Human Rights Tribunal issues second warning for federal reform of child welfare system

The Canadian Human Rights Tribunal has issued a Second Compliance Order against the federal government in the First Nations Child and Family Caring Society (FNCFCS) proceedings. The new ruling insists that the Canadian Government take steps to reform policies and procedures in regards to First Nations child welfare.

This is the second ruling since the Tribunal took place on January 26, 2016, which found that the federal government is racially discriminating against 163,000 First Nations children and their families.

NAN Grand Chief Alvin Fiddler commented on the second ruling this past week. “This decision recognizes that remote and northern communities face vastly different realities in the delivery of child and family services and we are pleased that the Tribunal agrees that these remoteness realities must be addressed Canada-wide in overhauling these services to First Nations.”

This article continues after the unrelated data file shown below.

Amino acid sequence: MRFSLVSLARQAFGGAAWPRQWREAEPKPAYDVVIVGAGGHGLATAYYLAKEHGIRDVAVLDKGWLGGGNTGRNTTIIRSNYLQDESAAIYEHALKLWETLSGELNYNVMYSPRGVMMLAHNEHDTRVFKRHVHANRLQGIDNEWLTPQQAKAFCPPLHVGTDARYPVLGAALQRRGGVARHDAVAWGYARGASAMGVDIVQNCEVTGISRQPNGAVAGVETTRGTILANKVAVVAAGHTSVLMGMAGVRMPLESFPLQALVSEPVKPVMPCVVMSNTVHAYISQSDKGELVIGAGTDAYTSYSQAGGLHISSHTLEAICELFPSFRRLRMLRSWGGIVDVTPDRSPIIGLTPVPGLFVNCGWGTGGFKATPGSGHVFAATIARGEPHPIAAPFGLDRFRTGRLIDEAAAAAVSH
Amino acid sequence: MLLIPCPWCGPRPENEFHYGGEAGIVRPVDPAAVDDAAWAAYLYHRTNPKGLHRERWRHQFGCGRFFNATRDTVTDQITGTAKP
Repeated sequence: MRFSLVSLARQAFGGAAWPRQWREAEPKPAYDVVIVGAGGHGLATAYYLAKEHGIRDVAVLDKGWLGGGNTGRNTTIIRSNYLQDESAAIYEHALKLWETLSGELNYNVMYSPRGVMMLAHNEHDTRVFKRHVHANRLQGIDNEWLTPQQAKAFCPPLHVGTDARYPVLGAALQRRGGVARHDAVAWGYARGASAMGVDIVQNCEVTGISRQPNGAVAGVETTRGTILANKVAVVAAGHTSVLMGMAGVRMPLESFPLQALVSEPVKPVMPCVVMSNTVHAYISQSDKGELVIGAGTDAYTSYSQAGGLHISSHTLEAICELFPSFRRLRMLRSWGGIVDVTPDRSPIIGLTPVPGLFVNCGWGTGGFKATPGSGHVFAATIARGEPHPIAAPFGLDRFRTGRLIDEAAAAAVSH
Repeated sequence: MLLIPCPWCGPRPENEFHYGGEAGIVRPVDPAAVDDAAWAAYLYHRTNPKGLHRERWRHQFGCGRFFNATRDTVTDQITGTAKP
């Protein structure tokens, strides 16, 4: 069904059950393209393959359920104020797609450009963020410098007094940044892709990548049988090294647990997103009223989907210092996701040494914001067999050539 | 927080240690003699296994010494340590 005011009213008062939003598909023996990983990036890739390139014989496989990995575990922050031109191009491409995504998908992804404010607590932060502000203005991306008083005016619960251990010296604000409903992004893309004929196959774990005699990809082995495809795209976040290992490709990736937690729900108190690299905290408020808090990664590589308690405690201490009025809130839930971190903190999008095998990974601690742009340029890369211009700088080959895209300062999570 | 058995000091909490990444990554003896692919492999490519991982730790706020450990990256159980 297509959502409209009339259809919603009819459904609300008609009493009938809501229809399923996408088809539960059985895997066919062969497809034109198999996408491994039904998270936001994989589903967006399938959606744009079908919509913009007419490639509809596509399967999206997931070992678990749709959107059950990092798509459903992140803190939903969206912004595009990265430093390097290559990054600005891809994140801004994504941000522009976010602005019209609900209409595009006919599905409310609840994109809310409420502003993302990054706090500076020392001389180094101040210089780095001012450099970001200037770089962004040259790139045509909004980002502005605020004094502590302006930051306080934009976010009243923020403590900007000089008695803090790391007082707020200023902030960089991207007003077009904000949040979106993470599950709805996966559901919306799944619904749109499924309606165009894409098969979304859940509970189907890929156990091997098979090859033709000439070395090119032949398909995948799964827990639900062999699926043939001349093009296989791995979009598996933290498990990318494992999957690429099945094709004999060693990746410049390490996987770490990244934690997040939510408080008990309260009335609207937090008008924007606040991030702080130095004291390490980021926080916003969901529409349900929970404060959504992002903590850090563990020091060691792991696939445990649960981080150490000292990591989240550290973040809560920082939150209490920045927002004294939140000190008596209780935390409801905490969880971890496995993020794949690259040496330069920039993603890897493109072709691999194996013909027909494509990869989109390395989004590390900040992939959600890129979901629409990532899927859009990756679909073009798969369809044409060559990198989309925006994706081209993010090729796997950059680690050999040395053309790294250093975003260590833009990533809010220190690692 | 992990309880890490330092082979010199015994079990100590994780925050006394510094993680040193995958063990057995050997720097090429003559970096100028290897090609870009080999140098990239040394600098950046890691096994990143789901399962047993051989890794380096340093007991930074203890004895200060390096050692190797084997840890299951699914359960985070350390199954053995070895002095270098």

A human rights complaint was first launched in 2007 in order to address these issues. “First Nations Child and Family Caring Society et al v. Attorney General of Canada” was filed to bring issues of First Nations child welfare to light and help bring about reform.

While First Nations groups like NAN are pleased to the see the Canadian Human Rights Tribunal taking action, they have yet to see a cohesive response from the federal government.

Perhaps the loudest voice in the conversation is that of Cindy Blackstock, the Executive Director of FNSFCS. Blackstock continues to keep the issue of First Nations child welfare on the minds of Canadians. In her One on One interview with Peter Mansbridge she said, “Equality for kids is something you do in a leap, not a shuffle.”

Blackstock and all those behind the cause would like to see the government stop relying on non-answers and report reading as an excuse not to help these children. They believe that Canada already knows what it needs to do; now it just needs to get done.